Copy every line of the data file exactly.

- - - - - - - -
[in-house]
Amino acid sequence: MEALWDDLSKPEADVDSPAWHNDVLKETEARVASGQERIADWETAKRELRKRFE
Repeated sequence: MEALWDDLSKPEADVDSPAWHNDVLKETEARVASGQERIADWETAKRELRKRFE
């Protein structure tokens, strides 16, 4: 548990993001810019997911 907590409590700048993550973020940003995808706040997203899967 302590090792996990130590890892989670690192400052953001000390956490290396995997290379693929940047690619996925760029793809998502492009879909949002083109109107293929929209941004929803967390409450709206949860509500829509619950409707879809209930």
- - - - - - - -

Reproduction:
[in-house]
Amino acid sequence: MEALWDDLSKPEADVDSPAWHNDVLKETEARVASGQERIADWETAKRELRKRFE
Repeated sequence: MEALWDDLSKPEADVDSPAWHNDVLKETEARVASGQERIADWETAKRELRKRFE
């Protein structure tokens, strides 16, 4: 548990993001810019997911 907590409590700048993550973020940003995808706040997203899967 302590090792996990130590890892989670690192400052953001000390956490290396995997290379693929940047690619996925760029793809998502492009879909949002083109109107293929929209941004929803967390409450709206949860509500829509619950409707879809209930």